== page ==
Techniques Magazine Techniques February 2011 : Page 20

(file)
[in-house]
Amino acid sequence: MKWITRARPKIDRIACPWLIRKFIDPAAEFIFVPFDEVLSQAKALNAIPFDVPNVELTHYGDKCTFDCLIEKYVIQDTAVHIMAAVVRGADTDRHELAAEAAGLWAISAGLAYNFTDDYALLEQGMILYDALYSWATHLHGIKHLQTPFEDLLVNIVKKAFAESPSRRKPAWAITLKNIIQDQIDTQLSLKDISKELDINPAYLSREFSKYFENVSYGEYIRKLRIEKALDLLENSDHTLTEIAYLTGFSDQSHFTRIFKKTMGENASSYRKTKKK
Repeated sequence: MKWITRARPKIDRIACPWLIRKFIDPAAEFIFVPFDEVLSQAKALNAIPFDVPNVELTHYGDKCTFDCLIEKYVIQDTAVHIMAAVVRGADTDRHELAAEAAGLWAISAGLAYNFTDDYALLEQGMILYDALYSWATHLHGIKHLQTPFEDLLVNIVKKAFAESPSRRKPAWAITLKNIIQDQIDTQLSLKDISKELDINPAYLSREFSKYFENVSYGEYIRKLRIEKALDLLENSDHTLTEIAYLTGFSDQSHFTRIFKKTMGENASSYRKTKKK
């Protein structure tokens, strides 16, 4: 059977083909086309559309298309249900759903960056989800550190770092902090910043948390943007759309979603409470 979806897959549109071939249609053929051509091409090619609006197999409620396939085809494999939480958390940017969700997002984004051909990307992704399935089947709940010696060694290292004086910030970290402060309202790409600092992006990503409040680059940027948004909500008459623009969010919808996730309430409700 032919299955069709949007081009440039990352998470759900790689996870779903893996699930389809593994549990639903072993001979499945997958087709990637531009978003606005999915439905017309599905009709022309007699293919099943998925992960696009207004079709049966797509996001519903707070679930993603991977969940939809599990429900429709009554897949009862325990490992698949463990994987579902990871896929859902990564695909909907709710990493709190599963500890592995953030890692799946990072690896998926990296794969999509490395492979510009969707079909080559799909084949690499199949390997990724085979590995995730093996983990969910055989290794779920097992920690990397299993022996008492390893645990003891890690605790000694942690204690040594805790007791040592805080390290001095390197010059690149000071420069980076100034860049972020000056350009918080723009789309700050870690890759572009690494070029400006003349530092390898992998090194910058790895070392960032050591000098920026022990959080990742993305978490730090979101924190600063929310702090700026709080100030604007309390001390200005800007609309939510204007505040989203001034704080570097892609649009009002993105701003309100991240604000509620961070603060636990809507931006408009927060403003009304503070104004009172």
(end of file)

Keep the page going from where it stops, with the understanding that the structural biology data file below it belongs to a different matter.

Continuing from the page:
ADuLT EDuCATION AND RETRAINING An BY SuSAN REESE “ Education for All Seasons of Learning is what most adults will do for a living in the 21st cen -tury,” author and humorist S.J. Perelman says with what is prob-ably a good deal of accuracy. With rapid-fire changes in technology and innovative new ideas emerging constantly, achieving success in today’s global workplace means making a commitment to the philosophy of lifelong learning. Career and technical education (CTE) programs that provide 21st century skills may begin in second -ary education, but they are not educating just high school students. Many adults are benefiting from these programs, often at one of our nation’s community colleges. According to the American Association of Community Colleges (AACC), in the fall of 2007, 11.8 million students were enrolled at 1,173 community colleges in the United States. That includes both full-time and part-time, and credit and non-credit students. Among those who have recognized the significant contribution community colleges have made to expand educational opportunities is Federal Reserve Chair -Techniques Februar y 2011 man Ben Bernanke. According to Bernan -ke, “Attendance at one of these institutions is associated with higher wages, even if a degree isn’t completed. Evidence suggests that each year of credit at a community college is worth almost as much, in terms of increased earning potential, as a year at a four-year college.” In the November 2009 issue of Govern-ing magazine, an article by Ventura, Cali-fornia, Mayor William Fulton is titled, “Community Colleges: Today’s Best Source for Job Training?” His answer to that question includes this: “The path Life to economic security, especially for the working class and children of immigrants, leads to a community college, where you can get a combination of academic educa -tion and technical training—life skills and job skills.” Fulton doesn’t see that path as just for the working class and immigrant families, however. “Academic learning still matters, but it’s not enough,” he notes. “To get a good job, a lot of people need a good technical education as well. They need to have practical, problem-solving knowledge that they can put to use in the real world.” 20

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